Koeshi wrote: 6by9 wrote:
Koeshi wrote:Pure USB booting would require adding a BIOS to the board, a fairly major change I would think. Feel free to correct me as I am not as knowledgeable as many on here.
On Pi, the equivalent to the BIOS is the bootrom. That has been updated on Pi3 and supports talking to USB mass storage, and ethernet.
The bootrom has always existed, but until Pi3 it only supported booting form SD card, eMMC flash (as used on the Compute Module), or a few methods that aren't applicable to Pi.
There is a second stage loader that still needs some work before USB or ethernet boot is fully functional - Pi Towers are on it.
Forgive me if I am mistaken, as said I am not as knowledgeable as many.
I thought the only way to boot from USB was to have an SD card in place that functioned as the BIOS. Wouldn't adding a BIOS (or bootROM) capable of booting straight from the USB with no SDcard input require a significant change, as in something that couldn't be done to pre-existing Pis but instead at the manufacturing stage?
@fruitoftheloom, I appreciate the link but sadly it doesn't mean much to me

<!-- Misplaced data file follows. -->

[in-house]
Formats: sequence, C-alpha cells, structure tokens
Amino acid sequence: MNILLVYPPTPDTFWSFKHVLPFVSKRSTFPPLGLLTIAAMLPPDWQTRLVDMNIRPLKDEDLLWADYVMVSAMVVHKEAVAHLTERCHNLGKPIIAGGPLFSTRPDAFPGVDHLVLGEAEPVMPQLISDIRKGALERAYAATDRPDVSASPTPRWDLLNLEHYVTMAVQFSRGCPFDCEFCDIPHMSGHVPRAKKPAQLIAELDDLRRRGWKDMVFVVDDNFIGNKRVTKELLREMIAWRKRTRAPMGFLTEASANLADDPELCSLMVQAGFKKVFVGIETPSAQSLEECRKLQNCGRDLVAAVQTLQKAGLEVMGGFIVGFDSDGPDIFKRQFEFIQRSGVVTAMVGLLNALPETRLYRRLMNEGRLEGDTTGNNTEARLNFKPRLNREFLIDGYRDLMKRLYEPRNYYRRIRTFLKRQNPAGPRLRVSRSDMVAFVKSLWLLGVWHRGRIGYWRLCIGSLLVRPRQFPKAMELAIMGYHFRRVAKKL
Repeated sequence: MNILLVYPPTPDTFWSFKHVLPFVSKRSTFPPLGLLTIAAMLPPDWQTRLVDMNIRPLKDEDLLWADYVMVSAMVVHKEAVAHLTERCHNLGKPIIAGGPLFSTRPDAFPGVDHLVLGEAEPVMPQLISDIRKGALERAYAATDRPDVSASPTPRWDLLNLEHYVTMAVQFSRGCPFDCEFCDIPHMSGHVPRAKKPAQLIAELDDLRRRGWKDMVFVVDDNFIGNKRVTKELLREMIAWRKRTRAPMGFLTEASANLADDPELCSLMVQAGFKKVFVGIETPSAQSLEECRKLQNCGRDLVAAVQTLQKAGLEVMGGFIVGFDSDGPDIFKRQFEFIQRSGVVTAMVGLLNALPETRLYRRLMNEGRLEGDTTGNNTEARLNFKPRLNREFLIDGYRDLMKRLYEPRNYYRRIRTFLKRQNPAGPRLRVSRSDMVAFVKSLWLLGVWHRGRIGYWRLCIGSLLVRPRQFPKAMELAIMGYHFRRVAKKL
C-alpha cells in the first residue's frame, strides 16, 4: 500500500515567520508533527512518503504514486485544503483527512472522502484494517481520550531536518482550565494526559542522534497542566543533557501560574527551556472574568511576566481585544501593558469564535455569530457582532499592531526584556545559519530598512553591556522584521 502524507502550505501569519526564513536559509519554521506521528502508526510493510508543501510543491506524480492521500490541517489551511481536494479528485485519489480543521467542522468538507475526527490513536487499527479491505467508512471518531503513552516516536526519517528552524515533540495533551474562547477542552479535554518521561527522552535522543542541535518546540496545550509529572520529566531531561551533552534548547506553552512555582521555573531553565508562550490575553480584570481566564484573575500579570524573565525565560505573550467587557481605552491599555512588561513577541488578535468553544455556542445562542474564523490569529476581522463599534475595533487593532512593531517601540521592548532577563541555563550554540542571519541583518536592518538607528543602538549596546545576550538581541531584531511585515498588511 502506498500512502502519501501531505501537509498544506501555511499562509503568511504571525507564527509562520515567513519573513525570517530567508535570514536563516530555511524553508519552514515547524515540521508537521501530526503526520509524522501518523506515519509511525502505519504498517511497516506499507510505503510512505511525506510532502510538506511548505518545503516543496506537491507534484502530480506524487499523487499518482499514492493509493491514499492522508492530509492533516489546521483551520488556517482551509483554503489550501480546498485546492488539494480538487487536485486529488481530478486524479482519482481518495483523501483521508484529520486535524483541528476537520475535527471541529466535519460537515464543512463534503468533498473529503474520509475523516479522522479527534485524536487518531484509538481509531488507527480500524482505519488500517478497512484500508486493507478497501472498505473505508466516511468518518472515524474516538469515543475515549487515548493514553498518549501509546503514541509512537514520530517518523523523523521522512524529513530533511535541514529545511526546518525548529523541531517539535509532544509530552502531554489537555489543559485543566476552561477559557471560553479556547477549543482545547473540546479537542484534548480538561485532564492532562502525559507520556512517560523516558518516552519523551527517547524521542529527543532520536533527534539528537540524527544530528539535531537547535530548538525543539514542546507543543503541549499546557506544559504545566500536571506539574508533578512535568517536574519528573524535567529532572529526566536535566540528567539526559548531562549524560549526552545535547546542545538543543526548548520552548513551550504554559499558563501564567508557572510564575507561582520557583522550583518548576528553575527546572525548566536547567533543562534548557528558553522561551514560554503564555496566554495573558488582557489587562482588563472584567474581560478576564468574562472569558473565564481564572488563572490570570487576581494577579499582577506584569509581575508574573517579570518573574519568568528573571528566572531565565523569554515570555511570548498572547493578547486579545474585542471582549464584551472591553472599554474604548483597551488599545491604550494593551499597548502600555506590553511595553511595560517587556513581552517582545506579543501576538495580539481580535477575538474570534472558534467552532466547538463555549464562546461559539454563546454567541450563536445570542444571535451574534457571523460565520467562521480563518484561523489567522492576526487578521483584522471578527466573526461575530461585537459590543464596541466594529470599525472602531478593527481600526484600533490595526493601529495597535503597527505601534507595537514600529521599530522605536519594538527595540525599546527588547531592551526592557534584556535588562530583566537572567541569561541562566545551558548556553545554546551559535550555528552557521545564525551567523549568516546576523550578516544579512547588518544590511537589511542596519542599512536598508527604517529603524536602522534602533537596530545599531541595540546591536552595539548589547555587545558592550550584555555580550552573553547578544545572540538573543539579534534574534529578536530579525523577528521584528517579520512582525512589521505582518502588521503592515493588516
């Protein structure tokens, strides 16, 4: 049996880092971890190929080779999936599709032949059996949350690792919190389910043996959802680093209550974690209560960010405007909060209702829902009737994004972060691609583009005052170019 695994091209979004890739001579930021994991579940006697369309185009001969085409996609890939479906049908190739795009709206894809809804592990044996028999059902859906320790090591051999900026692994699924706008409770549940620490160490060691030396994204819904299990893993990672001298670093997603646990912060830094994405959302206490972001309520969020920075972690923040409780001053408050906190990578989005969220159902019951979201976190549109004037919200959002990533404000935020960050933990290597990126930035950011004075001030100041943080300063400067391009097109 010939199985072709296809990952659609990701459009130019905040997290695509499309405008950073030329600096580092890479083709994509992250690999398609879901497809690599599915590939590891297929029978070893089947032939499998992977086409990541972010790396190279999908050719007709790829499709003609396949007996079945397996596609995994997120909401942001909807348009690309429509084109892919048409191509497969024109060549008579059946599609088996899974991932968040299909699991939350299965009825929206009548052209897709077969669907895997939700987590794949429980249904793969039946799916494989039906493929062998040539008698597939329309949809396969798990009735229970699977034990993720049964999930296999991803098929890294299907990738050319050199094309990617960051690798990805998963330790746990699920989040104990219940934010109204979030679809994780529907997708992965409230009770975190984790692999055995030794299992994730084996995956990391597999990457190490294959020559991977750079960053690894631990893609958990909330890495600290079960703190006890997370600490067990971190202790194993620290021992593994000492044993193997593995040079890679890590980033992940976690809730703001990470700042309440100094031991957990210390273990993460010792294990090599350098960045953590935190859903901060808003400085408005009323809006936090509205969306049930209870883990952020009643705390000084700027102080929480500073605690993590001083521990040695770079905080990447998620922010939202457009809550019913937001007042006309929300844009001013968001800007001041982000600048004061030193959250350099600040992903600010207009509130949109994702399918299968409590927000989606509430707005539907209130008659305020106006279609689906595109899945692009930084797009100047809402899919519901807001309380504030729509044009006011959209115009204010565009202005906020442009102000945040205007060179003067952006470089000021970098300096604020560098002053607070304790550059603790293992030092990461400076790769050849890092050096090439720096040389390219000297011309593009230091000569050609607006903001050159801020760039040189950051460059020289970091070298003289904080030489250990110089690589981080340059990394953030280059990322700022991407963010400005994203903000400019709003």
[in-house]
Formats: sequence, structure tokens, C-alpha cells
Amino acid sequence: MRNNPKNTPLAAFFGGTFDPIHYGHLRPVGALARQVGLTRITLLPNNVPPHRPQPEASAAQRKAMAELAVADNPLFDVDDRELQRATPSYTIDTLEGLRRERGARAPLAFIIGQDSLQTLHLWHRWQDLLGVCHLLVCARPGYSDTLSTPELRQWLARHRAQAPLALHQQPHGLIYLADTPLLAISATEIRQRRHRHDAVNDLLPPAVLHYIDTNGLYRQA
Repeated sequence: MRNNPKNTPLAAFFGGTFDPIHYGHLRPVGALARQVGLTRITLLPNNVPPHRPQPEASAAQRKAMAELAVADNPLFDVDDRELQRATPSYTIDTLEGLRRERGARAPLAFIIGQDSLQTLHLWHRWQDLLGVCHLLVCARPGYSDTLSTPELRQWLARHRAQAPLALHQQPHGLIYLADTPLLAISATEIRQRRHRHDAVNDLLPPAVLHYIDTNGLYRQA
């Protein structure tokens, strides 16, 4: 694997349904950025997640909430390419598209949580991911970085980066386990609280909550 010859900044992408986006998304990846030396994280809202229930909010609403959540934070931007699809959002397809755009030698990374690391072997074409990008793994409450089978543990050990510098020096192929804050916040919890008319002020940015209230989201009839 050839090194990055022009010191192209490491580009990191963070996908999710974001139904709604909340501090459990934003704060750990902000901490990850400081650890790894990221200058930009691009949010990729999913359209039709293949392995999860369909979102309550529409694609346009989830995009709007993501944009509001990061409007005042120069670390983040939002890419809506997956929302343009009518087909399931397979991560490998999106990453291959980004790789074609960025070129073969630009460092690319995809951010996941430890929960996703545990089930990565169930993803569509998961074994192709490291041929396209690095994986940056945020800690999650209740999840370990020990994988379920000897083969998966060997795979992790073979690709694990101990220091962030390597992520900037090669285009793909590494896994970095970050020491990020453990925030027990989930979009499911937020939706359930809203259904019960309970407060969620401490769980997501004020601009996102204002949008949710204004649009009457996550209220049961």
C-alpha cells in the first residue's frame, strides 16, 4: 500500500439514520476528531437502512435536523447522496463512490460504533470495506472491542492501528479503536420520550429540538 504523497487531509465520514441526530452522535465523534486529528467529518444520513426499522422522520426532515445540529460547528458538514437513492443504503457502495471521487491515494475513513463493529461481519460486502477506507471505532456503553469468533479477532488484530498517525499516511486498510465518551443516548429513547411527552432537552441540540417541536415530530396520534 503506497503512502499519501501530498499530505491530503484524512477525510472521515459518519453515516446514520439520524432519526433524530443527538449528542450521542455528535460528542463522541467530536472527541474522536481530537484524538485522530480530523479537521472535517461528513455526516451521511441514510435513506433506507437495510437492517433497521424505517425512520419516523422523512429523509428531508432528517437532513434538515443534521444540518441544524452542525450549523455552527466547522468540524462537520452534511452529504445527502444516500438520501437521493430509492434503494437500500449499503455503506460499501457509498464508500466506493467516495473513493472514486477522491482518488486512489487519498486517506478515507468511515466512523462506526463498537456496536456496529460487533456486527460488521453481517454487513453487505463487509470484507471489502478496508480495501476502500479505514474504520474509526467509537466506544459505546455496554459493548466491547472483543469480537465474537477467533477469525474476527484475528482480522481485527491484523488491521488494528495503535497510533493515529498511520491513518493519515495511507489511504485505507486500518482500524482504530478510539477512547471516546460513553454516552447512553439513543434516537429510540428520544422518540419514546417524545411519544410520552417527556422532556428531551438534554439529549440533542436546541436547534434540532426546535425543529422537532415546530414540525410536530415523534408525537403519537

You are correct...as far as you've gone. The key thing missing is that the change *was* made to the 2837 chip by adding code to the boot ROM that is part of the chip. The next step is bootloader code on the targetted external device.
The logic is probably something like:
1. Look for an SD or eMMC.
--if found, load the second stage boot from it.
2. If not found, look for a USB device with a second state boot file.
--if found, load the second stage boot code from that device.
What needs to happen (and is--apparently--pretty close to working) is for the second stage boot code that will be able to determine what device it cam from (SD, eMMC, USB device) and get the third and subsequent code stages from the same device.
(I'll let those with systems programming experience tell me if I've gotten that wrong beyond just oversimplification.)